fabric painting - printing with foam stamp - featured image post 92

No 92 – Series: Fabric Painting Techniques – Stamping, Part 11

Categories of stamps. – And playing around with a kangaroo. 🙂

Dear friends of Your Colourful Mind,

Last time, I announced that I wanted to use the next post to present self-carved round rubber stamps, and some examples of the many ways we can use them.

However, I changed my plans for today’s blog when I went through

All the projects we have done so far in our little series about the Categories of stamps:
post 92a - table - categories of stamps
post 92a – table – categories of stamps

When I compiled the list of our stamping projects, I realized that  so far I have very much focused on the application of self-made stamps.

There is nothing wrong with that because it is so much fun to create our own stamps:

Experimenting with different materials and tools is very creative and each of our self-created stamps is unique.

However, now I feel that I’ve neglected to talk about the exciting potential of using commercial stamps. 

Pre-made stamps also have the advantage, that we can start stamping immediately and easily, – as soon as we have bought a stamp.

No need to invest time and energy in the stamp-production! 🙂

I decided to postpone the final rubber-carving project a bit and to use the next few posts to present projects in which I worked with commercial stamps.

Printing with commercial stamps

Most craft shops offer a broad selection of pre-cut or pre-carved stamps and we can also find nice carved wood stamps in antique shops or on cultural-handicraft markets.

Kangaroo-stamping on indigo-dyed T-shirt

I recently attended a fabric-dyeing workshop. We worked with different Shibori-techniques and it was really fascinating to see how the designs evolved during the dyeing process!

Now I have a set of T-shirts, scarfs and tea towels which were just white before and now all look unique and interesting: the indigo left very special blueish-white patterns on each of them.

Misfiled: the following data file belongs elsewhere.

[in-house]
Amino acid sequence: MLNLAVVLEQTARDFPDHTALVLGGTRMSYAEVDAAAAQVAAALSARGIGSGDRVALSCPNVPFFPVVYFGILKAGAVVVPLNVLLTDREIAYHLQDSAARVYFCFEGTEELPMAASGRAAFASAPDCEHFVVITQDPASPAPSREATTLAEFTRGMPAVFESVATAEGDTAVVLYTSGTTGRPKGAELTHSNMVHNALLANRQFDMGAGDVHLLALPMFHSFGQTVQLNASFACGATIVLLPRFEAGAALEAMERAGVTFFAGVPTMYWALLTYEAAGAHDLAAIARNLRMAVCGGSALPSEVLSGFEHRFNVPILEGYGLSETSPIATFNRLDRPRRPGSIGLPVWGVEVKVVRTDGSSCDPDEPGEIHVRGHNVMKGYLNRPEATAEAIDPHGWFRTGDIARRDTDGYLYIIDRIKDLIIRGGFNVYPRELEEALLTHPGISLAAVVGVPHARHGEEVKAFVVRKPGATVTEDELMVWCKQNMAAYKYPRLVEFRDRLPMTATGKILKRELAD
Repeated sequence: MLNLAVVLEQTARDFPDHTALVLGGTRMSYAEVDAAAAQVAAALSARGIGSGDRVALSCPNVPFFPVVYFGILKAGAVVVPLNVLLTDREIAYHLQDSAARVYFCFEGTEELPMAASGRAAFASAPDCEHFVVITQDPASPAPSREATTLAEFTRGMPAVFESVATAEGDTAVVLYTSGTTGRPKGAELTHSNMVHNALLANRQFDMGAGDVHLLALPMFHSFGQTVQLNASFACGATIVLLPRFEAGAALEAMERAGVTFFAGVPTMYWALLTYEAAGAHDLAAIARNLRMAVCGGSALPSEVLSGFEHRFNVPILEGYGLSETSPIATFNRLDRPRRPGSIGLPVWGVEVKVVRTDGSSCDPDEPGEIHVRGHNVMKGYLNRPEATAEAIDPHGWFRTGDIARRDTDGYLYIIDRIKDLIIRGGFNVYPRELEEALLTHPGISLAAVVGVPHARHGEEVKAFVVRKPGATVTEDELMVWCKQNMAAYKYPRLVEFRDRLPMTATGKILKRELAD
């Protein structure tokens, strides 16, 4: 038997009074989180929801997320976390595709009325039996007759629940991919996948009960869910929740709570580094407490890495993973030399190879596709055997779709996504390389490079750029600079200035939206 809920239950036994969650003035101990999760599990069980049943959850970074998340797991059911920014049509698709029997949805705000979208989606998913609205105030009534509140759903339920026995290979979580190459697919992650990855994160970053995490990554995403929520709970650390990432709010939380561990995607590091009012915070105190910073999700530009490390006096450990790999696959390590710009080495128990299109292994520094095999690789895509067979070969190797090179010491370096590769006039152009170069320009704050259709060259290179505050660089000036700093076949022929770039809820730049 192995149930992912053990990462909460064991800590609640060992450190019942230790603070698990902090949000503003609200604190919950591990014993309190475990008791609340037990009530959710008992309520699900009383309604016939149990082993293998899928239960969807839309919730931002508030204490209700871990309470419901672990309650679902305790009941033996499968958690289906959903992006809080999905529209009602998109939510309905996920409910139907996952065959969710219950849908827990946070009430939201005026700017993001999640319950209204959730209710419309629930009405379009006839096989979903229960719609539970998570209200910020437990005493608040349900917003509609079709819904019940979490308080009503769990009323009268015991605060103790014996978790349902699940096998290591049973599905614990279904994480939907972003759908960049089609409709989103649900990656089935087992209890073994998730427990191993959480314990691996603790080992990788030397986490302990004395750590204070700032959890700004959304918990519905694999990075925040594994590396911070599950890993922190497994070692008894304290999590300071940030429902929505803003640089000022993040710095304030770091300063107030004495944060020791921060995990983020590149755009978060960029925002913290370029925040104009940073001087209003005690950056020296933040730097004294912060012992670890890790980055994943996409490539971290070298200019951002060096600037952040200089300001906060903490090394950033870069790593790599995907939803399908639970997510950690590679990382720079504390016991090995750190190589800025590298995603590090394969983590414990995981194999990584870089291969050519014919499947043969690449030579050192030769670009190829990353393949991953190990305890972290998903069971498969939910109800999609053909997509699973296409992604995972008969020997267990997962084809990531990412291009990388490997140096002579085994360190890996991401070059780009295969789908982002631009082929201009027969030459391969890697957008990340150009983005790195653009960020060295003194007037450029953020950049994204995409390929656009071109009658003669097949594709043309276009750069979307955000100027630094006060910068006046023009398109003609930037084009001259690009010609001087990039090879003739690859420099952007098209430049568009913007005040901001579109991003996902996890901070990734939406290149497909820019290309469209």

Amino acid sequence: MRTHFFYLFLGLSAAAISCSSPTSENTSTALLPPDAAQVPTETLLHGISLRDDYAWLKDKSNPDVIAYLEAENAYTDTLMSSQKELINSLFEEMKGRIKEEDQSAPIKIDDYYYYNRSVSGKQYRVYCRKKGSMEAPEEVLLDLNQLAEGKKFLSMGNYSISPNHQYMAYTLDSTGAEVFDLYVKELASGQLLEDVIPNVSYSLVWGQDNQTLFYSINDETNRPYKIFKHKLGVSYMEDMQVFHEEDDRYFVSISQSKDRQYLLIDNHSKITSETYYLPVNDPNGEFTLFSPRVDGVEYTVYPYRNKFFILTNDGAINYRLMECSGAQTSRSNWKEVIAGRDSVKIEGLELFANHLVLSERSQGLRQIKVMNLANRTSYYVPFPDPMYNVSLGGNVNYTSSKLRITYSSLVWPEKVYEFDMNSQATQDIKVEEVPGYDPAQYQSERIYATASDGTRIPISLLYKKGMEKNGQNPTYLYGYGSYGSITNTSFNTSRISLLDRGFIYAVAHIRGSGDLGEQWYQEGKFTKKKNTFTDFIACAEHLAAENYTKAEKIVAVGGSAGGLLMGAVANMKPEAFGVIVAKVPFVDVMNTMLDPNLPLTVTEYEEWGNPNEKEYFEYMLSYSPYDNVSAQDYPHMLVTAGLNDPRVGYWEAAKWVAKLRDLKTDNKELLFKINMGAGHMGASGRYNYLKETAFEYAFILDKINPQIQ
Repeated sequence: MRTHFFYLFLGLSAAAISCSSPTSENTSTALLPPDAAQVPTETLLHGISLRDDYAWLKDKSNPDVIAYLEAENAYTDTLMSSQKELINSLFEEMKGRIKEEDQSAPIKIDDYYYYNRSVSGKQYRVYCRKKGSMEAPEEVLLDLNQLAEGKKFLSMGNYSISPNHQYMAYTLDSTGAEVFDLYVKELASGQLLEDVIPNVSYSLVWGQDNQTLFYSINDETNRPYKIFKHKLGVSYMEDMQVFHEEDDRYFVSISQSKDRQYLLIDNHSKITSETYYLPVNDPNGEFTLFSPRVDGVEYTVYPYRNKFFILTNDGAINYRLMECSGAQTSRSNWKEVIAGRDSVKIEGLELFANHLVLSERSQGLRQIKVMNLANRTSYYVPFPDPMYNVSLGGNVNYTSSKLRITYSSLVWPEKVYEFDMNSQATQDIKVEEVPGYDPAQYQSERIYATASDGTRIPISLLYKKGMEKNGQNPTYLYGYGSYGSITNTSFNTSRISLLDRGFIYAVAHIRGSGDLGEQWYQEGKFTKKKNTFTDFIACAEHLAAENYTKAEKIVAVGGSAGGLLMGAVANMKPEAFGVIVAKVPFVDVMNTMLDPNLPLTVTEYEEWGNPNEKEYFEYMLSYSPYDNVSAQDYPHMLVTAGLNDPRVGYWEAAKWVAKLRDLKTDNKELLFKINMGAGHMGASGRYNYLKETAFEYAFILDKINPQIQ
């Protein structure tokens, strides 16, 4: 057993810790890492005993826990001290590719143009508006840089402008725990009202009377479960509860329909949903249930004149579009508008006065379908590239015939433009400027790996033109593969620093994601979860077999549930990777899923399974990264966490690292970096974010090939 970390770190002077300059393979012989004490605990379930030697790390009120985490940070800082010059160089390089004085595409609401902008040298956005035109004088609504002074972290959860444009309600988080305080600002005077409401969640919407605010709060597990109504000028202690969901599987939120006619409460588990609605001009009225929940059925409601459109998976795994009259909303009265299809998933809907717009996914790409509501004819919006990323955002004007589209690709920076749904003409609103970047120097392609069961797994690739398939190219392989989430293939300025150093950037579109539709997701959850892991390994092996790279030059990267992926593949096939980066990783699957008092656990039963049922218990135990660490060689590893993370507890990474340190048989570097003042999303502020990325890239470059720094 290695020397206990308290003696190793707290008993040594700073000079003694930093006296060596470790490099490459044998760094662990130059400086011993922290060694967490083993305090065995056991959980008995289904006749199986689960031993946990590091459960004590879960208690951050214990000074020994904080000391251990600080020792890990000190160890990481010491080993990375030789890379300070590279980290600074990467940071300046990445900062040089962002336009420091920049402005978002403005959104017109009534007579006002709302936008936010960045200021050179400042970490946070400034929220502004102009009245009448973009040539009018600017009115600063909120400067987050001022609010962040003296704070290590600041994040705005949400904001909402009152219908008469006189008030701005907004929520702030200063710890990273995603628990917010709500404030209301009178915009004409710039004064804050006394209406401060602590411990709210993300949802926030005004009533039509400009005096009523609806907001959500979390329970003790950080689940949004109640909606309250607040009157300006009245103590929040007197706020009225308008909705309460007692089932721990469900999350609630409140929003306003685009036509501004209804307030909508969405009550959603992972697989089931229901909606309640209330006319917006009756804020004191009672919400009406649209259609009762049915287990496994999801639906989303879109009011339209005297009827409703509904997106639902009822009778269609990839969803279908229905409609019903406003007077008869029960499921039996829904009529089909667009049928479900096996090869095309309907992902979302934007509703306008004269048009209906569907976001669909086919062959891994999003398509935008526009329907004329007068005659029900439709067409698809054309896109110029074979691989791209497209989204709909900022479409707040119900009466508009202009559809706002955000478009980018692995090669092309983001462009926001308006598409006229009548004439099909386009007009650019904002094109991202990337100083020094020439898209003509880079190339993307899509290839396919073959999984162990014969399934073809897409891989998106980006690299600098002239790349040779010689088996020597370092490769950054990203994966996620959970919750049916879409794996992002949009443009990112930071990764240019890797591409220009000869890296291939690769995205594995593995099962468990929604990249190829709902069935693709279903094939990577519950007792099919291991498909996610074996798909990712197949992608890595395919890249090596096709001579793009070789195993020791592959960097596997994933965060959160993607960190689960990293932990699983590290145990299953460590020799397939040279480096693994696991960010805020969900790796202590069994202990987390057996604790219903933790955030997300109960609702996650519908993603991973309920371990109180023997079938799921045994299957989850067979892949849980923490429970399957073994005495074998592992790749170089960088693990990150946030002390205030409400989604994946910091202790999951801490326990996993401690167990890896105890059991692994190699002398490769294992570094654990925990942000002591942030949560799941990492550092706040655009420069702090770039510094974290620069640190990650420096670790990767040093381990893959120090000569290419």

Dyeing techniques can help us to create beautiful backgrounds for fabric painting projects.

In this project I applied a pre-made kangaroo stamp on an indigo-dyed T-shirt which I plan to use as a nightshirt.

The stamp is made of foam and came with a stamp pad which we can use as a paint applicator:

First I spread the paint on the pad, then I pressed the stamp onto the paint-soaked pad.

Using a stamp pad is a good way to make sure that the paint gets evenly distributed on the stamp’s surface. It also helps to get clear prints.

fabric painting - kangaroo foam stamp and stamp pad
fabric painting – kangaroo foam stamp and stamp pad
fabric painting - preparing to stamp with foam stamp and stamp pad
fabric painting – preparing to stamp with foam stamp and stamp pad

I got clean and crisp kangaroo-prints.

fabric painting - first print with foam stamp - crisp and clear
fabric painting – first print with foam stamp – crisp and clear
post 92 - printing with kangaroo-stamp on T-shirt
post 92 – printing with kangaroo-stamp on T-shirt
Are you curious to learn more about stamping on fabric?

The new book ‘Your fast & easy guide, number 2 – Stamping’ gives a lot of background information on the different stamp production methods and the printing process. And more than 20 project presentations help to understand the stamping process step-by-step.

The stamping guide book is the second book in my series about fabric painting and will be published in May 2017.

If you are a subscriber to this blog, you can order a sample tutorial from the stamping book for free. Click HERE to learn more about this offer.

Don’t miss any project presentation or information on the new fabric painting book series: SIGN UP TO OUR BLOG TO RECEIVE A SHORT EMAIL WHEN A NEW POST IS PUBLISHED.

Cheers,

Margot

 

2 thoughts on “No 92 – Series: Fabric Painting Techniques – Stamping, Part 11”

  1. Thanks for mentioning my workshop and my stamps. I am running this workshop again in July in my Sydney studio and the stamps including lots of Aussie animals are always availabilw on my website
    Lisa walton
    http://Www.lisawaltonartist.com

  2. Hi Margot, thank you for the new interesting idea. I will try it! 🙂

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